A student asked me recently how long it takes for caries to progress from enamel to dentine. Just in case anyone else was wondering, I thought I'd pop up my response. It's not profound but may help...
We're taught that there are four variables in the caries process: tooth surface, cariogenic bacteria, substrate and time.
So, increase the resistance of the tooth to caries and time goes down.
Decrease number of bacteria and time goes down.
Decrease frequency of substrate and time goes down.
And vice versa.
It's one of those how-long-is-a-piece-of-string-questions. Progress in rampant caries (i.e. when substrate and bacteria are high and resistance low) may be a couple of months. Reduce either the substrate frequency or the number of bacteria and we may be talking months to a couple of years. Whack in some Sodium Fluoride 5000ppm toothpaste, cut sugar to minimum and turn your patient into a TePe hugger and the process may stop entirely.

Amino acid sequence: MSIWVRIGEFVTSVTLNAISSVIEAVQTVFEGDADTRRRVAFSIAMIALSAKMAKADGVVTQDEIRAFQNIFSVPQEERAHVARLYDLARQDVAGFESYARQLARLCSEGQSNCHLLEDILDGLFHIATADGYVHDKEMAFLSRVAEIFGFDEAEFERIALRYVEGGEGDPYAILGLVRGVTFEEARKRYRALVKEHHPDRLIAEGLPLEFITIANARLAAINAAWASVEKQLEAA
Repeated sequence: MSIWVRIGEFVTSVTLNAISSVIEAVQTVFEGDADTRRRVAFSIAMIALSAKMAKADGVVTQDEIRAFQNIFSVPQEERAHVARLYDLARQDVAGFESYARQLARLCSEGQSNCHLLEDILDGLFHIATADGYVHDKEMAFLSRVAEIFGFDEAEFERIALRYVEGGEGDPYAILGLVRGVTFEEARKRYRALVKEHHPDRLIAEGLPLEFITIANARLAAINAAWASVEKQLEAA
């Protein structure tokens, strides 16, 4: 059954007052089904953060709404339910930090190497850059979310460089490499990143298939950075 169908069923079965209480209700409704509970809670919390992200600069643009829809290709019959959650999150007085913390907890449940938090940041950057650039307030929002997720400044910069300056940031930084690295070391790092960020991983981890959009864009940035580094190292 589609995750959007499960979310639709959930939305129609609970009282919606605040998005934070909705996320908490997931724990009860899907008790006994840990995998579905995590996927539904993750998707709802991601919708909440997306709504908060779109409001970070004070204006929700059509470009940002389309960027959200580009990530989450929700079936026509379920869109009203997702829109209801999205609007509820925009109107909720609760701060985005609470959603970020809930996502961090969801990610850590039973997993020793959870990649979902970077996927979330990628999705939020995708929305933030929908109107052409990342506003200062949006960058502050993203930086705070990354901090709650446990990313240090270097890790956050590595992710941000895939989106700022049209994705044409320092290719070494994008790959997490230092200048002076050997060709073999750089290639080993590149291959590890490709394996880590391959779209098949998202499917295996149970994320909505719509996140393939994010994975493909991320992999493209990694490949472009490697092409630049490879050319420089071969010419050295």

Predicting caries is a difficult issue. We try to assess the risk of caries but even then we can't say with any confidence if someone has a 20%, 50% or 90% risk of caries in the next year / two years / 10 years. But the risk probably goes up if the substrate frequency goes up, the bacteria go up and the resistance goes down.